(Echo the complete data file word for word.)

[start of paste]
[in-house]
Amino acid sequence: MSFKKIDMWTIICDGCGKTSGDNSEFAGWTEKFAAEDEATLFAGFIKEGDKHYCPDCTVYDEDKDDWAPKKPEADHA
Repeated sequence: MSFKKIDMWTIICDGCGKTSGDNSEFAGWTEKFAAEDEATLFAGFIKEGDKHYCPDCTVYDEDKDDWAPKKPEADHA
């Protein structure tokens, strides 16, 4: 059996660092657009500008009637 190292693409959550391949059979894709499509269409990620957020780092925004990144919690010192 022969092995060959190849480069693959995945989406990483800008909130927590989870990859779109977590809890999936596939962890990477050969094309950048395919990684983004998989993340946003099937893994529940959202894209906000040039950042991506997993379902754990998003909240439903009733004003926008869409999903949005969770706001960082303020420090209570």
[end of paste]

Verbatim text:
[in-house]
Amino acid sequence: MSFKKIDMWTIICDGCGKTSGDNSEFAGWTEKFAAEDEATLFAGFIKEGDKHYCPDCTVYDEDKDDWAPKKPEADHA
Repeated sequence: MSFKKIDMWTIICDGCGKTSGDNSEFAGWTEKFAAEDEATLFAGFIKEGDKHYCPDCTVYDEDKDDWAPKKPEADHA
């Protein structure tokens, strides 16, 4: 059996660092657009500008009637 190292693409959550391949059979894709499509269409990620957020780092925004990144919690010192 022969092995060959190849480069693959995945989406990483800008909130927590989870990859779109977590809890999936596939962890990477050969094309950048395919990684983004998989993340946003099937893994529940959202894209906000040039950042991506997993379902754990998003909240439903009733004003926008869409999903949005969770706001960082303020420090209570």